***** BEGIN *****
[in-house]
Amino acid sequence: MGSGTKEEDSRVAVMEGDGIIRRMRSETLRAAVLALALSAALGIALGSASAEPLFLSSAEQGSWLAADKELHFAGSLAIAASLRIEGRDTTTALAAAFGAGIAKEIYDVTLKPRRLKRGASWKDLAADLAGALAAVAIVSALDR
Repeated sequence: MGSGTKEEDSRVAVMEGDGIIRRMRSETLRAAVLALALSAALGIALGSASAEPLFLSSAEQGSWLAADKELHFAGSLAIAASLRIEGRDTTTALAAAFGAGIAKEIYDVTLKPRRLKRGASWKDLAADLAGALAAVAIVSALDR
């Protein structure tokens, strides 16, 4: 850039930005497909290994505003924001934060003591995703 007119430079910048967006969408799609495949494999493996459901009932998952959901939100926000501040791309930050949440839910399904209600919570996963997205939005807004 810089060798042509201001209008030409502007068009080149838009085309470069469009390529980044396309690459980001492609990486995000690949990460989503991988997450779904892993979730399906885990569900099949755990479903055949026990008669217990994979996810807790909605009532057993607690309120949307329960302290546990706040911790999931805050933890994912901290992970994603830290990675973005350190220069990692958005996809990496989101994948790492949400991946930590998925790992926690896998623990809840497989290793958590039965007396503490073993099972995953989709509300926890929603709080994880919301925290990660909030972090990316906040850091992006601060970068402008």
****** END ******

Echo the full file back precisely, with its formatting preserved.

[in-house]
Amino acid sequence: MGSGTKEEDSRVAVMEGDGIIRRMRSETLRAAVLALALSAALGIALGSASAEPLFLSSAEQGSWLAADKELHFAGSLAIAASLRIEGRDTTTALAAAFGAGIAKEIYDVTLKPRRLKRGASWKDLAADLAGALAAVAIVSALDR
Repeated sequence: MGSGTKEEDSRVAVMEGDGIIRRMRSETLRAAVLALALSAALGIALGSASAEPLFLSSAEQGSWLAADKELHFAGSLAIAASLRIEGRDTTTALAAAFGAGIAKEIYDVTLKPRRLKRGASWKDLAADLAGALAAVAIVSALDR
């Protein structure tokens, strides 16, 4: 850039930005497909290994505003924001934060003591995703 007119430079910048967006969408799609495949494999493996459901009932998952959901939100926000501040791309930050949440839910399904209600919570996963997205939005807004 810089060798042509201001209008030409502007068009080149838009085309470069469009390529980044396309690459980001492609990486995000690949990460989503991988997450779904892993979730399906885990569900099949755990479903055949026990008669217990994979996810807790909605009532057993607690309120949307329960302290546990706040911790999931805050933890994912901290992970994603830290990675973005350190220069990692958005996809990496989101994948790492949400991946930590998925790992926690896998623990809840497989290793958590039965007396503490073993099972995953989709509300926890929603709080994880919301925290990660909030972090990316906040850091992006601060970068402008």